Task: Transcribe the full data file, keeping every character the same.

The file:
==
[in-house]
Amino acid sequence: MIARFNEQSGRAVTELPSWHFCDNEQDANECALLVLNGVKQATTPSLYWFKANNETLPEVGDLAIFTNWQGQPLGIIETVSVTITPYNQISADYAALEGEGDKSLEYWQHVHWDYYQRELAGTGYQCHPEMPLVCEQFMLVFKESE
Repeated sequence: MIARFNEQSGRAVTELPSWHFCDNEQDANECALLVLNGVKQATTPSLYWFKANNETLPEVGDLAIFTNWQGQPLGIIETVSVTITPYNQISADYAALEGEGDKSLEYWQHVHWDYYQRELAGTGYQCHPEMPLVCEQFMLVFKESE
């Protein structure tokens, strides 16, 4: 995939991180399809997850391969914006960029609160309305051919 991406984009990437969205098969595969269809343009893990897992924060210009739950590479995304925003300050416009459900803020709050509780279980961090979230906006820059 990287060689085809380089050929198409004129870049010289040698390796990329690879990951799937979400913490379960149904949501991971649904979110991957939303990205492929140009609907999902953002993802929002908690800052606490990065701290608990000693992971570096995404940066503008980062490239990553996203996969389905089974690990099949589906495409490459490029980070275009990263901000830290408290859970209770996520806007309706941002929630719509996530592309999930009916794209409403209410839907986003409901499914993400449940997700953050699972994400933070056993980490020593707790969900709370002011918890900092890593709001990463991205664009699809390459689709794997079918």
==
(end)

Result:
[in-house]
Amino acid sequence: MIARFNEQSGRAVTELPSWHFCDNEQDANECALLVLNGVKQATTPSLYWFKANNETLPEVGDLAIFTNWQGQPLGIIETVSVTITPYNQISADYAALEGEGDKSLEYWQHVHWDYYQRELAGTGYQCHPEMPLVCEQFMLVFKESE
Repeated sequence: MIARFNEQSGRAVTELPSWHFCDNEQDANECALLVLNGVKQATTPSLYWFKANNETLPEVGDLAIFTNWQGQPLGIIETVSVTITPYNQISADYAALEGEGDKSLEYWQHVHWDYYQRELAGTGYQCHPEMPLVCEQFMLVFKESE
């Protein structure tokens, strides 16, 4: 995939991180399809997850391969914006960029609160309305051919 991406984009990437969205098969595969269809343009893990897992924060210009739950590479995304925003300050416009459900803020709050509780279980961090979230906006820059 990287060689085809380089050929198409004129870049010289040698390796990329690879990951799937979400913490379960149904949501991971649904979110991957939303990205492929140009609907999902953002993802929002908690800052606490990065701290608990000693992971570096995404940066503008980062490239990553996203996969389905089974690990099949589906495409490459490029980070275009990263901000830290408290859970209770996520806007309706941002929630719509996530592309999930009916794209409403209410839907986003409901499914993400449940997700953050699972994400933070056993980490020593707790969900709370002011918890900092890593709001990463991205664009699809390459689709794997079918």